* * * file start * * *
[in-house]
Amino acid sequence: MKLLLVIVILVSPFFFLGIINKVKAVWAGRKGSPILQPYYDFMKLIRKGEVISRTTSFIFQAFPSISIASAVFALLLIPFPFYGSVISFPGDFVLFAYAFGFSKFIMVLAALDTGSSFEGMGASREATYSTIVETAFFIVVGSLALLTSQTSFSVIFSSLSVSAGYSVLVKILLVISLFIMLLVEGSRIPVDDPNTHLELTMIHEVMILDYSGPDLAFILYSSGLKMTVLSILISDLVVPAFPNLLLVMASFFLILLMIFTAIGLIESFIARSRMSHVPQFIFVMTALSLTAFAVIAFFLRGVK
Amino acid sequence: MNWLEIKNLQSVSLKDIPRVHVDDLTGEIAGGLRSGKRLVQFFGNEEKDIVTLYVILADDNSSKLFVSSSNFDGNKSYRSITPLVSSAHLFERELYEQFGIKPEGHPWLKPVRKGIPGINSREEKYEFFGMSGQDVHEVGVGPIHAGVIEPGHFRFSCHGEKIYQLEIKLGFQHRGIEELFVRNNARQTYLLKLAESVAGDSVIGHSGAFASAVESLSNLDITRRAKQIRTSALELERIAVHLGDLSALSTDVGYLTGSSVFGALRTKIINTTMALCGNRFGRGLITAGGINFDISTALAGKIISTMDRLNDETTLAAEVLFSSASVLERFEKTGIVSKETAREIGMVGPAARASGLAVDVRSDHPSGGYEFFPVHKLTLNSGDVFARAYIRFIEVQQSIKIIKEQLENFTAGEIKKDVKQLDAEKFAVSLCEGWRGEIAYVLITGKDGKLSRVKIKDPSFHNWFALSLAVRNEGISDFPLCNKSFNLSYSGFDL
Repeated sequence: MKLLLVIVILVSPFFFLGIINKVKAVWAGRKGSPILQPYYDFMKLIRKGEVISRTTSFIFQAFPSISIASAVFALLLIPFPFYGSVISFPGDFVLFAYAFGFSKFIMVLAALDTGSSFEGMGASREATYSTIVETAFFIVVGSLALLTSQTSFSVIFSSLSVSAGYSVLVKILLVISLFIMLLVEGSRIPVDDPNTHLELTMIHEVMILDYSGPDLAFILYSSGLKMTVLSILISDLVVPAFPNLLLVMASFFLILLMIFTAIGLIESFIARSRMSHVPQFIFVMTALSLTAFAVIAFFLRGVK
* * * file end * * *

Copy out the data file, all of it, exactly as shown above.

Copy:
[in-house]
Amino acid sequence: MKLLLVIVILVSPFFFLGIINKVKAVWAGRKGSPILQPYYDFMKLIRKGEVISRTTSFIFQAFPSISIASAVFALLLIPFPFYGSVISFPGDFVLFAYAFGFSKFIMVLAALDTGSSFEGMGASREATYSTIVETAFFIVVGSLALLTSQTSFSVIFSSLSVSAGYSVLVKILLVISLFIMLLVEGSRIPVDDPNTHLELTMIHEVMILDYSGPDLAFILYSSGLKMTVLSILISDLVVPAFPNLLLVMASFFLILLMIFTAIGLIESFIARSRMSHVPQFIFVMTALSLTAFAVIAFFLRGVK
Amino acid sequence: MNWLEIKNLQSVSLKDIPRVHVDDLTGEIAGGLRSGKRLVQFFGNEEKDIVTLYVILADDNSSKLFVSSSNFDGNKSYRSITPLVSSAHLFERELYEQFGIKPEGHPWLKPVRKGIPGINSREEKYEFFGMSGQDVHEVGVGPIHAGVIEPGHFRFSCHGEKIYQLEIKLGFQHRGIEELFVRNNARQTYLLKLAESVAGDSVIGHSGAFASAVESLSNLDITRRAKQIRTSALELERIAVHLGDLSALSTDVGYLTGSSVFGALRTKIINTTMALCGNRFGRGLITAGGINFDISTALAGKIISTMDRLNDETTLAAEVLFSSASVLERFEKTGIVSKETAREIGMVGPAARASGLAVDVRSDHPSGGYEFFPVHKLTLNSGDVFARAYIRFIEVQQSIKIIKEQLENFTAGEIKKDVKQLDAEKFAVSLCEGWRGEIAYVLITGKDGKLSRVKIKDPSFHNWFALSLAVRNEGISDFPLCNKSFNLSYSGFDL
Repeated sequence: MKLLLVIVILVSPFFFLGIINKVKAVWAGRKGSPILQPYYDFMKLIRKGEVISRTTSFIFQAFPSISIASAVFALLLIPFPFYGSVISFPGDFVLFAYAFGFSKFIMVLAALDTGSSFEGMGASREATYSTIVETAFFIVVGSLALLTSQTSFSVIFSSLSVSAGYSVLVKILLVISLFIMLLVEGSRIPVDDPNTHLELTMIHEVMILDYSGPDLAFILYSSGLKMTVLSILISDLVVPAFPNLLLVMASFFLILLMIFTAIGLIESFIARSRMSHVPQFIFVMTALSLTAFAVIAFFLRGVK